President Trump’s surprise victory in November of 2016 shook the dynamic of this decades-old relationship to its core. His populistic rhetoric and his position as the US champion of protectionism made some think that as a man, as an idea, he was unelectable. But Donald Trump didn’t invent the concept of ‘America First’ all by himself; he carefully utilized the seed of discontent that had been sowed years ago. His talk on China had always been tough, a mirrored reflection of much of his positions in general on the campaign trail.

“China is neither an ally or a friend — they want to beat us and own our country” – a tweet from Trump on Sept. 21, 2011.

“We can’t continue to allow China to rape our country and that’s what they’re doing. It’s the greatest theft in the history of the world.” – another from the campaign trail in May 2, 2016.

But when Trump made his first visit to the Chinese mainland early in his term, hints at a more moderate tone seemed to emerge. “I don’t blame China,” Trump said in Beijing. “After all, who can blame a country for being able to take advantage of another country to the benefit of its citizens?” But then, for a while, it seemed like maybe the 2016 candidate was back in the saddle.

Tariffs on products worth around $250 billion were levied on Chinese products by the Trump administration in 2018, with Beijing responding with tariffs of its own. But the G20 Summit resulted in some concrete results, with the Chinese Foreign Ministry confirming that the two leaders had instructed their teams to intensify talks. A truce in economic hostilities was also announced, a period to be accompanied by talks that should last around 90 days. A 40% decrease in Chinese tariffs on U.S. cars is also rumored to be in the works.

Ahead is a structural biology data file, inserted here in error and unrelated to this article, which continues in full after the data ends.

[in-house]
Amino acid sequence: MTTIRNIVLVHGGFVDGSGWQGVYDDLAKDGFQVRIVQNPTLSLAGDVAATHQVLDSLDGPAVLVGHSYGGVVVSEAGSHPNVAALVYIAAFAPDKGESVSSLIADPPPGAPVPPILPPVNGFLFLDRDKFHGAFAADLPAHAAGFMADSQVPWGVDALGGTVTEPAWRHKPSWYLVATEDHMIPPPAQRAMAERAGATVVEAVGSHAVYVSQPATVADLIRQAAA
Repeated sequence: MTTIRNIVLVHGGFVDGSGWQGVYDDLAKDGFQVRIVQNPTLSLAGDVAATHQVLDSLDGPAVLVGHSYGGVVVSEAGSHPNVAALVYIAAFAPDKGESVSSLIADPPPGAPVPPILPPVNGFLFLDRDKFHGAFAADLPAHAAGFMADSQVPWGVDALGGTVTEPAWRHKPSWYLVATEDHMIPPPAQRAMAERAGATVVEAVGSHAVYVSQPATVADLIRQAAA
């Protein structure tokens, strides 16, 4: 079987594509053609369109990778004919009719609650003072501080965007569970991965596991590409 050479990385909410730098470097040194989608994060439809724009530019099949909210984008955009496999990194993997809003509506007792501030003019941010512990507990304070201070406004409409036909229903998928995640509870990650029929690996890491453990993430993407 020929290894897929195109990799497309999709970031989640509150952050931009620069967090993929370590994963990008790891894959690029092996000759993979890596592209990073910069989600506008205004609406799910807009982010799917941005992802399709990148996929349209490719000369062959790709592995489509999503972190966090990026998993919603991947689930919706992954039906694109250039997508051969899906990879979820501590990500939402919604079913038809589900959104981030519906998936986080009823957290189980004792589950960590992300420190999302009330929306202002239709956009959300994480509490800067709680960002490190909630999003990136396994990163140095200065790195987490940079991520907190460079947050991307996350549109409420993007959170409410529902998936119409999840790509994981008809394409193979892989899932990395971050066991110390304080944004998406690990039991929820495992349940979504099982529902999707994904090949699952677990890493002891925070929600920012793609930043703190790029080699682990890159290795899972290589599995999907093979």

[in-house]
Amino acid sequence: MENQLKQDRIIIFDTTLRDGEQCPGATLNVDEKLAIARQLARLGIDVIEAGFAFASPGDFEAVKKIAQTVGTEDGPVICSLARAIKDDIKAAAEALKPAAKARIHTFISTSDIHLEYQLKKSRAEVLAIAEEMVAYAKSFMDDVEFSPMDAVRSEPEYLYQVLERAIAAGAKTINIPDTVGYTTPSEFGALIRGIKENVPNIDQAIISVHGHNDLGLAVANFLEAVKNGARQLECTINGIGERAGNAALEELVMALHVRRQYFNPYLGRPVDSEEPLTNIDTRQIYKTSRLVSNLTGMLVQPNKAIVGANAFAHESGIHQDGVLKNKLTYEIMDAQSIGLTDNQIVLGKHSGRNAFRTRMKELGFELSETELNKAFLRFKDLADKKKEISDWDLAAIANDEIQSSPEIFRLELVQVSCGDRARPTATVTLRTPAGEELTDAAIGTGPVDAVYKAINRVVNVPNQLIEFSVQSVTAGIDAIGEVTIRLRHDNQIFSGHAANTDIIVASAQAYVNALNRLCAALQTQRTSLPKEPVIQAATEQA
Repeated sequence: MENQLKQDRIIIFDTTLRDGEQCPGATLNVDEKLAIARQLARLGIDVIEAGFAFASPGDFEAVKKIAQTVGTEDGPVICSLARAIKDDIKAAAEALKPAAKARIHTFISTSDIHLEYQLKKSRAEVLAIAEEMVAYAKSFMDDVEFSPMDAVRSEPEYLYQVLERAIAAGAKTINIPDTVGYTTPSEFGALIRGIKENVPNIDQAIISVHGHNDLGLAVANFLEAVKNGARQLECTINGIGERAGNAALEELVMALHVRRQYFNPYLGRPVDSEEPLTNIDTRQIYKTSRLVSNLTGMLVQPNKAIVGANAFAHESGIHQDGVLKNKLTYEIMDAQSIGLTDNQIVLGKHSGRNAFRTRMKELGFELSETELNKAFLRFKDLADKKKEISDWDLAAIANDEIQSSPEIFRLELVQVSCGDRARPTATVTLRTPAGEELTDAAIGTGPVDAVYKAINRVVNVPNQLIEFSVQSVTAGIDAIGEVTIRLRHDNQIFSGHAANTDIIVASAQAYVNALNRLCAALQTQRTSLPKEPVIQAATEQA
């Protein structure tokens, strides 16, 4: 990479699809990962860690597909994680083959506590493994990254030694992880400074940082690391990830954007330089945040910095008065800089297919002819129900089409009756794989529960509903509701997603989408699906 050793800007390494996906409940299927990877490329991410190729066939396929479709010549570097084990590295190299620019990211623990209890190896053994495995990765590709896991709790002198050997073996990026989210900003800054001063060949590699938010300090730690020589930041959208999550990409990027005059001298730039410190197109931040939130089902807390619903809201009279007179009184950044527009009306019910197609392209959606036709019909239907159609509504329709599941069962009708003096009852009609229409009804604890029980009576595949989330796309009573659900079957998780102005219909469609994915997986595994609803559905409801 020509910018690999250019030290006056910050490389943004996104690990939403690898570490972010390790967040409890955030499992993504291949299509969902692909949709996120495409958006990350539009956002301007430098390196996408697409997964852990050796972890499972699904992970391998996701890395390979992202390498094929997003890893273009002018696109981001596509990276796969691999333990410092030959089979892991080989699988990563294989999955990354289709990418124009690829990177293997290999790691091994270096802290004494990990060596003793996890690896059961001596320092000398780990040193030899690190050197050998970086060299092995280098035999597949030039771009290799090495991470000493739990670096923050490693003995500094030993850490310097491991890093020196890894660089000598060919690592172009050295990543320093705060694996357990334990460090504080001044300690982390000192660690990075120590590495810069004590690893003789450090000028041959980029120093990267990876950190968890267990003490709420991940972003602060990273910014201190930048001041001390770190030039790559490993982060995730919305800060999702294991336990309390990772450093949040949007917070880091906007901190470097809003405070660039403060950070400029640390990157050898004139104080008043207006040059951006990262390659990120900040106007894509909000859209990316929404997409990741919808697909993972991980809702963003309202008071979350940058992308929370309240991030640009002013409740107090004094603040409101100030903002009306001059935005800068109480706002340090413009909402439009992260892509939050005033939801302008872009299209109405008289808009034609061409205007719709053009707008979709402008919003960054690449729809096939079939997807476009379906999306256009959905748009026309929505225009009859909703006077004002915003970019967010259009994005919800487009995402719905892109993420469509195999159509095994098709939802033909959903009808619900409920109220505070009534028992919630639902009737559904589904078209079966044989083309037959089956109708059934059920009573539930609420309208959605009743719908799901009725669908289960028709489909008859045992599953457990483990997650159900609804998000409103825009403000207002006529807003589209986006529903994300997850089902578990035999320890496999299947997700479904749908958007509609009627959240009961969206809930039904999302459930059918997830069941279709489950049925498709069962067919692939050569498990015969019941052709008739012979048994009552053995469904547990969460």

Yet some analysts argue that the issues go far deeper than just a trade deficit. Barclay’s Ajay Rajadhyaksha told CNBC in October at the Barclays Asia Forum in Singapore: “This is not the U.S. and NAFTA. This is not the U.S. and the European Union … There is a significant part of the US administration that is worried about China’s technology ambitions. The administration wants fundamental changes in how the Chinese treat intellectual property, how they talk to technology companies looking to invest in China. This is not about the trade deficit. If it was, it would be easy to solve.”

Saying that it’s almost impossible to come to any truly comprehensive conclusion on the full impact of the world’s most powerful trade relationship is an understatement, but it’s not hard to see that things have changed, and probably permanently. “Business as usual” isn’t a term we can accurately use anymore when talking about these two giants of the Pacific. The partisanship may continue, as well as the political hearsay, but the facts remain the same. A lot rides on the coming talks, and the impact they will have on the global economy is unpredictable.

I guess you could say: “it’s complicated.”

The opinions, beliefs, and viewpoints expressed by the authors are theirs alone and don’t reflect the official position of or any other institution.